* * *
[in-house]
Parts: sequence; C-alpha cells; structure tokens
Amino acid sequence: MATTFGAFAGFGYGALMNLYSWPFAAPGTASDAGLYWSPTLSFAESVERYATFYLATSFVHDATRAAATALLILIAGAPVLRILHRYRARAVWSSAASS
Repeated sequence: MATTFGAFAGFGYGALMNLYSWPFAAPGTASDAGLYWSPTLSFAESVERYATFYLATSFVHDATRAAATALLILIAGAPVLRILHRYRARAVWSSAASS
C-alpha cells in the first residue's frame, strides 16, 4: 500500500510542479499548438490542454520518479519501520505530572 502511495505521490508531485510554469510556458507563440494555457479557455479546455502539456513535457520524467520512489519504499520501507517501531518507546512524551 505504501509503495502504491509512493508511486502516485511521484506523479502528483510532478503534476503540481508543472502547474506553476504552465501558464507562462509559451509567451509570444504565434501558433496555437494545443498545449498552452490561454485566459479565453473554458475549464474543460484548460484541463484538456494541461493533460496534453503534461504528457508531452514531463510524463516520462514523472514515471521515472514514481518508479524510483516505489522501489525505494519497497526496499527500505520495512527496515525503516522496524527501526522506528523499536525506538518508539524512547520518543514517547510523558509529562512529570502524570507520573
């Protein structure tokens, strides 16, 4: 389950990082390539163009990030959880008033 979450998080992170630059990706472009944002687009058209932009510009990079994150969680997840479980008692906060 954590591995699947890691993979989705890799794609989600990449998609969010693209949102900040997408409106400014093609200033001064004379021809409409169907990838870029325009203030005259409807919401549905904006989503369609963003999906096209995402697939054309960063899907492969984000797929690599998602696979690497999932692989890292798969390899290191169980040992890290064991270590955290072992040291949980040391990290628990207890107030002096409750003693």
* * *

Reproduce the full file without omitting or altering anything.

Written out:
[in-house]
Parts: sequence; C-alpha cells; structure tokens
Amino acid sequence: MATTFGAFAGFGYGALMNLYSWPFAAPGTASDAGLYWSPTLSFAESVERYATFYLATSFVHDATRAAATALLILIAGAPVLRILHRYRARAVWSSAASS
Repeated sequence: MATTFGAFAGFGYGALMNLYSWPFAAPGTASDAGLYWSPTLSFAESVERYATFYLATSFVHDATRAAATALLILIAGAPVLRILHRYRARAVWSSAASS
C-alpha cells in the first residue's frame, strides 16, 4: 500500500510542479499548438490542454520518479519501520505530572 502511495505521490508531485510554469510556458507563440494555457479557455479546455502539456513535457520524467520512489519504499520501507517501531518507546512524551 505504501509503495502504491509512493508511486502516485511521484506523479502528483510532478503534476503540481508543472502547474506553476504552465501558464507562462509559451509567451509570444504565434501558433496555437494545443498545449498552452490561454485566459479565453473554458475549464474543460484548460484541463484538456494541461493533460496534453503534461504528457508531452514531463510524463516520462514523472514515471521515472514514481518508479524510483516505489522501489525505494519497497526496499527500505520495512527496515525503516522496524527501526522506528523499536525506538518508539524512547520518543514517547510523558509529562512529570502524570507520573
């Protein structure tokens, strides 16, 4: 389950990082390539163009990030959880008033 979450998080992170630059990706472009944002687009058209932009510009990079994150969680997840479980008692906060 954590591995699947890691993979989705890799794609989600990449998609969010693209949102900040997408409106400014093609200033001064004379021809409409169907990838870029325009203030005259409807919401549905904006989503369609963003999906096209995402697939054309960063899907492969984000797929690599998602696979690497999932692989890292798969390899290191169980040992890290064991270590955290072992040291949980040391990290628990207890107030002096409750003693």